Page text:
Marshall Hain

From Wikipedia, the free encyclopedia
Jump to navigation Jump to search

Marshall Hain
Genrespop music
Years active1978–79
LabelsHarvest Records
MembersJulian Marshall
Kit Hain

Marshall Hain were a British pop-rock duo, well known for their 1978 hit "Dancing in the City", a UK No. 3 single in the UK Singles Chart in mid-1978[1] and number 3 in Australia.[2]

The duo comprised keyboard player Julian Marshall and vocalist and bass player Kit Hain, who met while they were pupils at Dartington Hall School.[3]

"Dancing in the City", written by both members of the duo,[4] was also a hit in Europe and Australia, where it spent 24 weeks in the Australian Charts[5] during August through to December 1978, peaking at No.3. In the United States the song reached No. 43 on the Billboard Hot 100 chart in the winter of early 1979.[6] "Dancing in the City" also climbed to the top of the South African singles charts that same year, receiving extensive airplay and was included on Vol 5 of the long-running compilation album series Pop Shop.[citation needed]

They followed this up with the ballad "Coming Home", which reached No. 39 in the UK Singles Chart later that year.[1] Both singles were on the Harvest record label.[1] "Coming Home" was backed by strings and fretless bass, and they released an album entitled Free Ride. In 1979 they called it quits. Free Ride peaked at number 56 in Australia.[2]

Hain continued pursuing a recording career and released two albums in the UK: 1981's Spirits Walking Out, which included a minor hit "Danny", and 1983's School For Spies.[citation needed] She also had songs recorded by The Who's lead singer Roger Daltrey (four songs on three albums), Kiki Dee, and Barbara Dickson, before moving to the US in 1985.[citation needed] There she concentrated on her songwriting. She has written with Aimee Mann ("RIP in Heaven" and "Crash and Burn" on Til Tuesday's "Everything's Different Now" album), Heart and Cyndi Lauper, and had songs recorded by Peter Cetera and Chaka Khan (the top 5 AC hit "Feels Like Heaven" written with Mark Goldenberg), Cher ("Fires of Eden" also written with Goldenberg and recorded by Judy Collins), Fleetwood Mac ("Winds of Change"), as well many other recording artists, garnering chart success worldwide. Her songs also have been licensed for use in MTV's The Hills as well as network shows including The Unit and Sex and the City.[7] She also released a third solo album, Cry Freedom, in Belgium in 1995 (Tempo/EMI).[7] In 2012 she started a career as an author under her married name, Kit Grindstaff.[8][9]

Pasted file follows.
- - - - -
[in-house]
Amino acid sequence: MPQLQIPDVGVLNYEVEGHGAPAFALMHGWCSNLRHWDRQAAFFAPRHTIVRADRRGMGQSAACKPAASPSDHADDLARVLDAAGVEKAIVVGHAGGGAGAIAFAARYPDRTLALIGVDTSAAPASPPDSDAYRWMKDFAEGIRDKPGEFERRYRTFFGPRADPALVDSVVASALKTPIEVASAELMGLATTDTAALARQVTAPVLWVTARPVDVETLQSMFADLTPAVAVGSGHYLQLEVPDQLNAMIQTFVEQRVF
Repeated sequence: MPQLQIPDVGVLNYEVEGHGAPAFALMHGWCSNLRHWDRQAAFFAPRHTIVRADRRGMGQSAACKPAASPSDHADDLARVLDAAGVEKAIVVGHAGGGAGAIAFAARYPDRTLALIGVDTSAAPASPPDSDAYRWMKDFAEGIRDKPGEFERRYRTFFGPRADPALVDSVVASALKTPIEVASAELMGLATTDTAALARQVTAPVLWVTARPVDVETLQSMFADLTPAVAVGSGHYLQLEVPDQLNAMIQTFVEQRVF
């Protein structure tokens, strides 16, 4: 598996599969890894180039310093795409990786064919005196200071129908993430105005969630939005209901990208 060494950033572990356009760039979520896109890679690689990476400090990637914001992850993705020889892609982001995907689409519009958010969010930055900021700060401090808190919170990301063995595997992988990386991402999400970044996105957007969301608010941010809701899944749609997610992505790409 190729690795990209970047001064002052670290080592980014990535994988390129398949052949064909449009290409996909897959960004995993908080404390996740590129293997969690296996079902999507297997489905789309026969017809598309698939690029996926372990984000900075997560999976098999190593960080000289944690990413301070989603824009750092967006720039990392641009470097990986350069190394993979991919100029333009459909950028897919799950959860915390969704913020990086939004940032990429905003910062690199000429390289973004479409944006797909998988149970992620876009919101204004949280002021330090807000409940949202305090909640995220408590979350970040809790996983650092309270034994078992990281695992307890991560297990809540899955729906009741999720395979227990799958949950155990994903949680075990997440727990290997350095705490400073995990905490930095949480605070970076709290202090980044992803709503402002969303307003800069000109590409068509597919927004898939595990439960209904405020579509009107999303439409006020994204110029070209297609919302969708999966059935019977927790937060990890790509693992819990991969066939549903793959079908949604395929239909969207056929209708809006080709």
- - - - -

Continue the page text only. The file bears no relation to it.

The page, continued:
Marshall stayed in the UK and became a member of the Flying Lizards, who had a Top 10 hit in both the UK and Australia with their cover of "Money (That's What I Want)" in 1979. The song reached No. 50 in the U.S.

Marshall later formed the duo Eye to Eye with singer-songwriter Deborah Berg. Eye To Eye released a single called "Am I Normal?" which was written by Marshall and Berg. This failed to chart in the UK although their song "Nice Girls" charted in the U.S., reaching No. 37 on the Billboard Hot 100 in the summer of 1982. A second song, "Lucky," reached No. 88 in the U.S. during the autumn of 1983.

"Am I Normal?" was covered by David (real name Virginia David) in 1983 on the Stiletto record label. It was produced by Andy Hill, but also failed to chart in the UK, despite being playlisted on BBC Radio 1.


  1. ^ a b c Roberts, David (2006). British Hit Singles & Albums (19th ed.). London: Guinness World Records Limited. p. 351. ISBN 1-904994-10-5.
  2. ^ a b Kent, David (1993). Australian Chart Book 1970–1992 (illustrated ed.). St Ives, N.S.W.: Australian Chart Book. p. 192. ISBN 0-646-11917-6. CS1 maint: discouraged parameter (link)
  3. ^ "Kit Hain's Disco Fever". Archived from the original on 4 May 2014. Retrieved 4 August 2014. CS1 maint: discouraged parameter (link)
  4. ^ "Dancing in the City: Notes by Kit Hain". Archived from the original on 25 July 2011. Retrieved 8 May 2011. CS1 maint: discouraged parameter (link)
  5. ^ Australian Chart Book (1970–1992), page:357
  6. ^ Whitburn, Joel. Top Pop Singles 1955–1993. Record Research, Inc., p. 380. ISBN 978-0-89820-139-0
  7. ^ a b "Bio – Kittus Music", Kit Hain website.
  8. ^ "Dare to Read : My Road to Publication". Retrieved 4 August 2014. CS1 maint: discouraged parameter (link)
  9. ^ "Kit Grindstaff". Retrieved 4 August 2014. CS1 maint: discouraged parameter (link)